A Death Sentence in America: Black Skin

H. Michael Harvey, JD
7 min readMay 27, 2020
In the 1950s this building served as the general store where my family bought their supplies, ©2020 Cascade Publishing House

It’s a hard world out there for Black people in America. Especially hard for Black men. When a Black man gets up in the morning, looks in the mirror as he grooms his face, teeth, and hair, he does not know if the executioner will carry out the unspoken death warrant on his life that day.

It is not easy to muster up the strength to walk out the door at the beginning of a new day, even before COVID-2019 arrived in the fall of 2019. The horrors inflicted on Black men in the full light of any given day on any given street in any given park in America sadden my soul.

Early in life, I learned that just because my skin was black, I had an extra burden to carry. I was told this one spring morning in 1956 in the building pictured above. That day my maternal grandmother, with tears in her eyes, explained the cruel reality of Jim Crow to me. This lesson on the nature of the ethos of white supremacy was so unfathomable to my five-year-old brain that I remember Granny’s words and the place she uttered them 63 years later. You could say, that moment in time seared into my mind forever.

“White folks will kill you baby if you get out of your place. I don’t mean to yell at you, but Mamma just wants you safe. You can’t go behind the counter where that cash register is,” she cried.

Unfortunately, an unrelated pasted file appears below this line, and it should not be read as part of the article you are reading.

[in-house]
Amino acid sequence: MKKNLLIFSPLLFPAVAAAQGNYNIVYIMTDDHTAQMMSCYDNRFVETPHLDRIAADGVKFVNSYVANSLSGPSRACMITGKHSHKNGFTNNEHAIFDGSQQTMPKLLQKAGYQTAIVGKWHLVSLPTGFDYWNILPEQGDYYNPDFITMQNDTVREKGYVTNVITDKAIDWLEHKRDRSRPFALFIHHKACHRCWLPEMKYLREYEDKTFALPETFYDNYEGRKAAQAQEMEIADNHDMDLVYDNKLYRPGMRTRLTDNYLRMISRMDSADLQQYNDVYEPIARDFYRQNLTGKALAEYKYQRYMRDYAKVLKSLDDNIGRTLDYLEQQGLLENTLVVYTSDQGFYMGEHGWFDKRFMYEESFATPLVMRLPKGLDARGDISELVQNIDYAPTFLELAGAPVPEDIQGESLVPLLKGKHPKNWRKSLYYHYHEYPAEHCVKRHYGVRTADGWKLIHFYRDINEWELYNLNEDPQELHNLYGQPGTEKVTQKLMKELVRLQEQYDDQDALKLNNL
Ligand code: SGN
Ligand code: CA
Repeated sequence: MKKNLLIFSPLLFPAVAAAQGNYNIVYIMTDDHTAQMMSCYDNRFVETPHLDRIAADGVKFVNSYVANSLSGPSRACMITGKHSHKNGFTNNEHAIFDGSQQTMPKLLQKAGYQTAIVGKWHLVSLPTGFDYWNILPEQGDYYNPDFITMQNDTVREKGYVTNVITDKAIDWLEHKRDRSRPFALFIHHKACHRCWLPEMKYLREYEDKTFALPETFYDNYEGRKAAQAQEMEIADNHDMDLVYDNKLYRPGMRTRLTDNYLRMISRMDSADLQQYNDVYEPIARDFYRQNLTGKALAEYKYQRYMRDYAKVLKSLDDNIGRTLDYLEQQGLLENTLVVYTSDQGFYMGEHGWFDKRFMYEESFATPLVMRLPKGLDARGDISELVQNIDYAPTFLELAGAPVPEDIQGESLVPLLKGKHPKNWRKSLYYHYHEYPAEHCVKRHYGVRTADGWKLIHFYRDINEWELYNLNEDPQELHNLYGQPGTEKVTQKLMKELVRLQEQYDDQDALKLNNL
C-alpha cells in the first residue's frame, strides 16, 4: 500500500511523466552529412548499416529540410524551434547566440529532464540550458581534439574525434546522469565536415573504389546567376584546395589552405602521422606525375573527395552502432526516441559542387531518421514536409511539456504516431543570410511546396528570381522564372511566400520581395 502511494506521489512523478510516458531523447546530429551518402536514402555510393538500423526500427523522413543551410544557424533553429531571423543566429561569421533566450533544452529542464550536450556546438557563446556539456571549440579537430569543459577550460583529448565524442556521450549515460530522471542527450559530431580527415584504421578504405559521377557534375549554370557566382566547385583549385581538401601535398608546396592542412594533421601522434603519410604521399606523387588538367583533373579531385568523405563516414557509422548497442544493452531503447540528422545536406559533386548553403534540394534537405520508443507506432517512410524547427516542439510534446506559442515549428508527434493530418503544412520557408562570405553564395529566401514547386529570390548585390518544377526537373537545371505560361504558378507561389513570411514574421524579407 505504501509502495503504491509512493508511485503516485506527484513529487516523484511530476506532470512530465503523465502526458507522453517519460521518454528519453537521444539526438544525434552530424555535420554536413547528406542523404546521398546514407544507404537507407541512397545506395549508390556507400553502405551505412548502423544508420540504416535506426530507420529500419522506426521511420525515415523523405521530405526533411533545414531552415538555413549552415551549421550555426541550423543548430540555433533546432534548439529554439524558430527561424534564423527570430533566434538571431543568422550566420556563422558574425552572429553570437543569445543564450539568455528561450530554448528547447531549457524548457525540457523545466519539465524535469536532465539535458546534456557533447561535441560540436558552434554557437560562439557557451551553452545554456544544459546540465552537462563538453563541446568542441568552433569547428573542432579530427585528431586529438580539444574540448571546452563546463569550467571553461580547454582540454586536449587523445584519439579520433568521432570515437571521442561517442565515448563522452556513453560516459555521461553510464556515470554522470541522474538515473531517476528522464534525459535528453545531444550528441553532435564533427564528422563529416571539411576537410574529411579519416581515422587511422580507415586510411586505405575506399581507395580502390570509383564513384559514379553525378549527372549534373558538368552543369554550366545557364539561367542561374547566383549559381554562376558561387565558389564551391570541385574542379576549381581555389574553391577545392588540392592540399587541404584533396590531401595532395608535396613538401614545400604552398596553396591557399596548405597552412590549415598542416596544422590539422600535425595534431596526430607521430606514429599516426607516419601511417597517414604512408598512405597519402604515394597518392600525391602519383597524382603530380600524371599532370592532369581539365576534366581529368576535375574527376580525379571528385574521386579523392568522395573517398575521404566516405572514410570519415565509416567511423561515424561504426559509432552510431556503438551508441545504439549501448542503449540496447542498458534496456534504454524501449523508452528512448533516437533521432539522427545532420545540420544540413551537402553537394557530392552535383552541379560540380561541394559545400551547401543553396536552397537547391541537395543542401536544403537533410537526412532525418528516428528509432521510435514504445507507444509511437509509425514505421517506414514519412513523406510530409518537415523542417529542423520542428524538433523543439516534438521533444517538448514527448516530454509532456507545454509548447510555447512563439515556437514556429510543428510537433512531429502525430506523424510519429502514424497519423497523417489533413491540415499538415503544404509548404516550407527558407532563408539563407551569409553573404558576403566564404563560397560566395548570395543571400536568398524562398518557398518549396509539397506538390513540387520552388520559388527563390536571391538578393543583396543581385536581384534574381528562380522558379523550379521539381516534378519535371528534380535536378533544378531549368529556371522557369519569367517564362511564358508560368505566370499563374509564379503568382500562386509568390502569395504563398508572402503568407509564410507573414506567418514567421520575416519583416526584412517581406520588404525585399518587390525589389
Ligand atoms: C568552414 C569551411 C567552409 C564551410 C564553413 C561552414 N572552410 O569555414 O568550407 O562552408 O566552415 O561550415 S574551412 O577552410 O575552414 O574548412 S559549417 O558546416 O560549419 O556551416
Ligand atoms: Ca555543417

“But Mamma, I was just playing with the little boy, and the truck got away, and he ran back there to catch the truck, and I ran back there too,” I said.

“I know, baby, but he is white. He can go back there behind that counter. You’re Black, baby, you can’t do and go where white folks can,” she said, trying to make me understand the world according to white folks with a god complex.

On February 1, 2020, I drove down to my ancestral hometown, pulled up in the town square, and took this picture. The general store is now an office building. In the first half of the 20th century, this is where the farmers, both Black and white, went to purchase their farming supplies and groceries they did not grow or raise.

I watched my maternal grandfather interact with white people. He was a quiet, no-nonsense man who kept his shotgun at the ready above his bed. He did not shuffle, jive, or kowtow. If a situation became stressful, Granny would stand behind him…



H. Michael Harvey, JD

Harvey is Living Now Book Awards 2020 Bronze Medalist for his memoir Freaknik Lawyer: A Memoir on the Craft of Resistance. Available at haroldmichaelharvey.com